The BABAR Dataset Bookkeeping
Introduction to the BABAR Dataset Bookkeeping
The purpose of the BABAR Dataset Bookkeeping is to locate
and manage the available data used for analysis within the BABAR community.
- Find available data to be used for analysis.
- Manage Data:
- Update datasets to include data added by data production.
- Synchronize the data inventory with the local event store (data storage).
- Import data to remote tier sites.
Concept of the Dataset Bookkeeping and the Table Schema
The Dataset Bookkeeping is organized around data collections and most database
tables used to describe various features of a collection.
Data collections in BABAR are, as the name suggests, either collections of
interactions recorded at the BABAR detector, or simulated interactions (so
called MC data). To illustrate the uniqueness of a data collection and to distinguish
the term collection from the more generic use of the word, the bookkeeping
introduced the term dsentity (dataset entity) to describe
a data collection. In the database table layout, all information directly related
to a dsentity is stored in the bbk_dsentites table. The actual data corresponding
to a collection (dsentity) is stored in one or more data files in
the so called event store and the summary information on these files
is stored in the bbk_files table.
|Database Table Schema
There are several different types of data collections. Any collection is
the result of processing of data, often in the form of another collection.
For any type of collection the software release used for processing is an important
attribute since the use of a collection in an analysis requires
a compatible release of the analysis software (data files associated with a
collection are not required to be backward compatible between major releases,
i.e. one may not be able to read new data with old software. It is possible
however to read old data with new software - though this is strongly discouraged.).
Information on the software release used to create a data collection is stored
in the bbk_releases table. If the collection is based on the reprocessing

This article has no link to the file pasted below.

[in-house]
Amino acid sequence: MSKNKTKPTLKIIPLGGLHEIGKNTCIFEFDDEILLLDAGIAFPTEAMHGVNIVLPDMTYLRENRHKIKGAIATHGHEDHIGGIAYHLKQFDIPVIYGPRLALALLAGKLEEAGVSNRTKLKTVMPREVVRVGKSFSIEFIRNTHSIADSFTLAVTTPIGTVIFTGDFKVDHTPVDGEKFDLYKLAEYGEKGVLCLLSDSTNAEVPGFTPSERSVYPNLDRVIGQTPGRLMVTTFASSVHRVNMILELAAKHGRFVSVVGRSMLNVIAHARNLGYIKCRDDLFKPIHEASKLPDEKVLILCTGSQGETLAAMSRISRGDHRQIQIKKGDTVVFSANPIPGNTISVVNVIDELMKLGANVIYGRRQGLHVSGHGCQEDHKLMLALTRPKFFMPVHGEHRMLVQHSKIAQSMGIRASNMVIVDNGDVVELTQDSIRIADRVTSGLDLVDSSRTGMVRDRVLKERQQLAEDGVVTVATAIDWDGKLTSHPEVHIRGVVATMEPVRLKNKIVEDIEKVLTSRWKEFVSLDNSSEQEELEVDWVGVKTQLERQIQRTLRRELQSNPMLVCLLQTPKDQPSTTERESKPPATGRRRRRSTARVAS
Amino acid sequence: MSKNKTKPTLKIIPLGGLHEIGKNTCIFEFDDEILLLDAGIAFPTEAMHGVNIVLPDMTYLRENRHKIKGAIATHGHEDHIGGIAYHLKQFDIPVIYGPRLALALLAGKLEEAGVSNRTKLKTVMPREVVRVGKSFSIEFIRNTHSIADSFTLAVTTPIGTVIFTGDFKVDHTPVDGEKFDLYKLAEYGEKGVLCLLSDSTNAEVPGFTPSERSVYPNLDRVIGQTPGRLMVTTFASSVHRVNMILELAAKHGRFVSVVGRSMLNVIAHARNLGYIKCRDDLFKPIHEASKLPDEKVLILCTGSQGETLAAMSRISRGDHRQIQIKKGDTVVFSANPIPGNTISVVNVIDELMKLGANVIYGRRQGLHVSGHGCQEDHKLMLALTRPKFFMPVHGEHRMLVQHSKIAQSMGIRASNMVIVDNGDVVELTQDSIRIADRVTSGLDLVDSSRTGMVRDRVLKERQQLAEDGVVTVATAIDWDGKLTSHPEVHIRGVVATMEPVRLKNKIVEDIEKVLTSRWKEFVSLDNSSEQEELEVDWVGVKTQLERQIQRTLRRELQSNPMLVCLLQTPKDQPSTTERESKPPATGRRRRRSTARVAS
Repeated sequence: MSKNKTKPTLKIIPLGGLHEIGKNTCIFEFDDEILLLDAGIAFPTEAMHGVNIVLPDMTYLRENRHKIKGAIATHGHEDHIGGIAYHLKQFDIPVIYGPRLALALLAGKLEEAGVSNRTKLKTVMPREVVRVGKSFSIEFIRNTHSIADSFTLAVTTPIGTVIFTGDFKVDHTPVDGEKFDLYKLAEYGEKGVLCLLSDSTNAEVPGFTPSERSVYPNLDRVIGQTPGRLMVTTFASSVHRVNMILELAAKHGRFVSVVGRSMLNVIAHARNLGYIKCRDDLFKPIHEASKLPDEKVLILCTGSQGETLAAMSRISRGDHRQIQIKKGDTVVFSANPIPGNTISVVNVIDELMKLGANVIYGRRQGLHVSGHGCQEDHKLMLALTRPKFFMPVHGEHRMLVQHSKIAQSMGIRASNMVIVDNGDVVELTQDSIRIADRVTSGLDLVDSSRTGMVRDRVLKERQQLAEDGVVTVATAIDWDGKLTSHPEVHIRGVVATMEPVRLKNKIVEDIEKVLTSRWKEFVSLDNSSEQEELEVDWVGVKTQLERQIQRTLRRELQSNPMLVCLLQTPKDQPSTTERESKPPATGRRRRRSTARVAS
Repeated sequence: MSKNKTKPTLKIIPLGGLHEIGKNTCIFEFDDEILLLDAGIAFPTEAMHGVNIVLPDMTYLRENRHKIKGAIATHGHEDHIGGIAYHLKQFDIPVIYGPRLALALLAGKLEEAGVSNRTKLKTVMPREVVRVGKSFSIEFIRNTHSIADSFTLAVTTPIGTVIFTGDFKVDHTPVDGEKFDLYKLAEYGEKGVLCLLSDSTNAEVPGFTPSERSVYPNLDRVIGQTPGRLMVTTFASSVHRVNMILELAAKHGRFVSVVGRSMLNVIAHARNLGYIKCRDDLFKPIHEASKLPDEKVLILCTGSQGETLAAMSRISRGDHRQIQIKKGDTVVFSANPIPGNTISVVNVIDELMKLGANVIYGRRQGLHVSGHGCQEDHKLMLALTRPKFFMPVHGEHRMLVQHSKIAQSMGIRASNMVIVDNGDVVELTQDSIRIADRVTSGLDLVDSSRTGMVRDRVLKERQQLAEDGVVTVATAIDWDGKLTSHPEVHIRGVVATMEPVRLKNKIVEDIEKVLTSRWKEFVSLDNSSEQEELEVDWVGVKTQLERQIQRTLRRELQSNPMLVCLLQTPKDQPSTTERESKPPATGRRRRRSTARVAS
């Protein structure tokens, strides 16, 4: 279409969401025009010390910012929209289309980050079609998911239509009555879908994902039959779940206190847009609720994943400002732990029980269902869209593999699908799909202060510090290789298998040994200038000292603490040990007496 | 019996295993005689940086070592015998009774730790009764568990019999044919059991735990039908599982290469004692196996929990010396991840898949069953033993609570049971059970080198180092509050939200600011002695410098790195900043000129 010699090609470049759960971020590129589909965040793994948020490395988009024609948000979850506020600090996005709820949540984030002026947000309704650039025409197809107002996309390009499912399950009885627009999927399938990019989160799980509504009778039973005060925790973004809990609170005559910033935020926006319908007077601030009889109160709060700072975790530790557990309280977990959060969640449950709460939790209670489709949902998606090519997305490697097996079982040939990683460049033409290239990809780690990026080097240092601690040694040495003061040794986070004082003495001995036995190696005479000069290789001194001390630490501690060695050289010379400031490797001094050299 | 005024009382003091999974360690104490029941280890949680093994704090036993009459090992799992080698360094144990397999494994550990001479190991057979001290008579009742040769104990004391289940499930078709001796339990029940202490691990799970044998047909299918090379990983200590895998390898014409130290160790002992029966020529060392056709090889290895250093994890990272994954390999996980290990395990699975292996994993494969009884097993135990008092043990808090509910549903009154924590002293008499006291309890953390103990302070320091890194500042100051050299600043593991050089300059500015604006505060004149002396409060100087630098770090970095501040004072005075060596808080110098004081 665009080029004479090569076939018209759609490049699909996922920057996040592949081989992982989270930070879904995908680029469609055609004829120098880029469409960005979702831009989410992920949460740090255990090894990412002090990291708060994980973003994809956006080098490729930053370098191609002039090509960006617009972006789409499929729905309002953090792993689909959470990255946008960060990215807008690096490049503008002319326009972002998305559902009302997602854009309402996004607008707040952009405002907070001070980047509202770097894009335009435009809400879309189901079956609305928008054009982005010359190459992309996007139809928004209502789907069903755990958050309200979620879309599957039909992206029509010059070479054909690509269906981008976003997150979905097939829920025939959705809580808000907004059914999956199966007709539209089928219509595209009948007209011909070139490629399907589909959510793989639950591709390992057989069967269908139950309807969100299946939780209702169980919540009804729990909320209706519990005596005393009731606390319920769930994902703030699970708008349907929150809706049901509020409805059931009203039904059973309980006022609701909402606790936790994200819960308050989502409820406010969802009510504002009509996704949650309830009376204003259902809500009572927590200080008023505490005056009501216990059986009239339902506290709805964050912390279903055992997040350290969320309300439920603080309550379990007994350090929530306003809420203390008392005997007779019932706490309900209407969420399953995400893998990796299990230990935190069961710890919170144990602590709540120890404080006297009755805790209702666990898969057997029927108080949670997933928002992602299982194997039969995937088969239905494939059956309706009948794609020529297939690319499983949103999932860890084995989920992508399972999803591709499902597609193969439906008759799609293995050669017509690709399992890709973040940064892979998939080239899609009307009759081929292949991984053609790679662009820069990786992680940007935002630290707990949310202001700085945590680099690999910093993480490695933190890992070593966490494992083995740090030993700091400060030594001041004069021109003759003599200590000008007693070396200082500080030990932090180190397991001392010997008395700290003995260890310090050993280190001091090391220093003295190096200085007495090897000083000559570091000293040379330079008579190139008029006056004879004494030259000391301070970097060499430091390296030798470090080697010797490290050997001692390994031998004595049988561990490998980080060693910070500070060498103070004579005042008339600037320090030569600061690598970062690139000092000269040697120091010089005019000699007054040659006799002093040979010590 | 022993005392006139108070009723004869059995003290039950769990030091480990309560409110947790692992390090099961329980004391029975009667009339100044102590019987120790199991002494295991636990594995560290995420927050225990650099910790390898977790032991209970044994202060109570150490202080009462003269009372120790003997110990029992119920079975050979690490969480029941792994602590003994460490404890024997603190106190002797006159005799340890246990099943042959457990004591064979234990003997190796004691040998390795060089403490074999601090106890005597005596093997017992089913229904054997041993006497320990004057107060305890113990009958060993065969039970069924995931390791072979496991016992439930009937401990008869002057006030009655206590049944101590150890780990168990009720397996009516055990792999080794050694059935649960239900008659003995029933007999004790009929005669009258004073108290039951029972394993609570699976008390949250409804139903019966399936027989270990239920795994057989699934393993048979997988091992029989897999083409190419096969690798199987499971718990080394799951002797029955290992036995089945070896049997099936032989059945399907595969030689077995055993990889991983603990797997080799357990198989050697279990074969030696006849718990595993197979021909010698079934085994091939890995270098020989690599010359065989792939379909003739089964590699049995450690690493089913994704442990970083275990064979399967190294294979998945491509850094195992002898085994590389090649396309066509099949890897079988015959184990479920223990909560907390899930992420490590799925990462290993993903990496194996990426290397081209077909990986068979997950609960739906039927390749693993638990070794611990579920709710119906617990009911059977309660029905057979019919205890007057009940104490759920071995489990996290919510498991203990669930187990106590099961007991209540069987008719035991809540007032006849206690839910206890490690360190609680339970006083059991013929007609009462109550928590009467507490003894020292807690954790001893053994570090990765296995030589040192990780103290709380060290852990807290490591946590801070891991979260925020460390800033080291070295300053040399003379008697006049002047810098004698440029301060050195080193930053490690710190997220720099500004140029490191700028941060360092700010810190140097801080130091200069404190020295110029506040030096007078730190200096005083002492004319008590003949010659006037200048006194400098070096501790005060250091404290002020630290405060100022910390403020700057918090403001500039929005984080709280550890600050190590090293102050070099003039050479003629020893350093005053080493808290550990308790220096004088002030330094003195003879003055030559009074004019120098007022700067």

of other data collections, information on these collections is stored in
the bbk_dsetodse table. In addition several other tables describe the
data collections in further detail and are used to manage and select datasets
by interested users.
A truly innovative feature of the BABAR bookkeeping is the combination of
the conventional use of a relational database with organizing the data
in the same table schema. In simple terms, the BABAR bookkeeping combines the
collecting of data and, if one wants to call it that way, data mining in one
entity. This arose out of the shortcomings of the old bookkeeping schema which
only consistent of the relational
database. At some point user queries to find data for analyses failed due
to a combination of complex queries and the sheer volume of data stored in
the database and users often had to wait several hours to get a list of data
collections. It was found however that most of these queries were very similar
- i.e. a unique list of data collections processed with a software release
that was compatible with an analysis release. So why not organize the data
by running a query once and store the results in the database instead
of having each user run an individual query. That led to the introduction
of the so called datasets.
Datasets are simply unique lists of data collections (dsentities). In
the database schema these are comprised of two tables, the dataset table (bbk_dataset)
and an association table (bbk_dstodse) which keeps track of the collections
belonging to any dataset. Datasets are dynamic objects, i.e. the list of
collections stored in a dataset changes as new data collections are added and/or
existing data collections replaced or found to be faulty. Users looking for
data for their analyses now select collections over these datasets. Not only
does this relieve the user from the 'art' of having to keep in mind all the
attributes needed to find their data, but also reduces the load on the database
Finally, the bookkeeping database is used for distributing data to various
BABAR Tier Sites, with the master database located at SLAC (Stanford Linear
Accelerator Lab) . Local mirrors of the database are fully supported and software
for synchronizing the mirror databases are provided. Additional software is
provided for data distribution and data management and allows the import of
individual data collections as well as complete datasets without exposing the
underlying details on data transfer.
The BABAR Bookkeeping Tools
The bookkeeping tools consist of a large set of utilities written in OO-Perl
to access and manage the information in the bookkeeping database.
The raw information stored in the bookkeeping database is often not very
useful for users. Sure, it is important to know just how much data is available,
but the names of the individual data collections available and the number of
events in each collection is not very interesting. Instead the bookkeeping
prepares configuration files for each analysis job to be run. These locate
the collections and events within these collections which are meant to be processed.
In addition the bookkeeping tools manage the creation and updates of the datasets,
the inserts of new collections into the database, the synchronization with
data storage, just to name a few.
For more on the BABAR bookkeeping see also the contribution
to Computing in High Energy and Nuclear Physics (CHEP), 2004.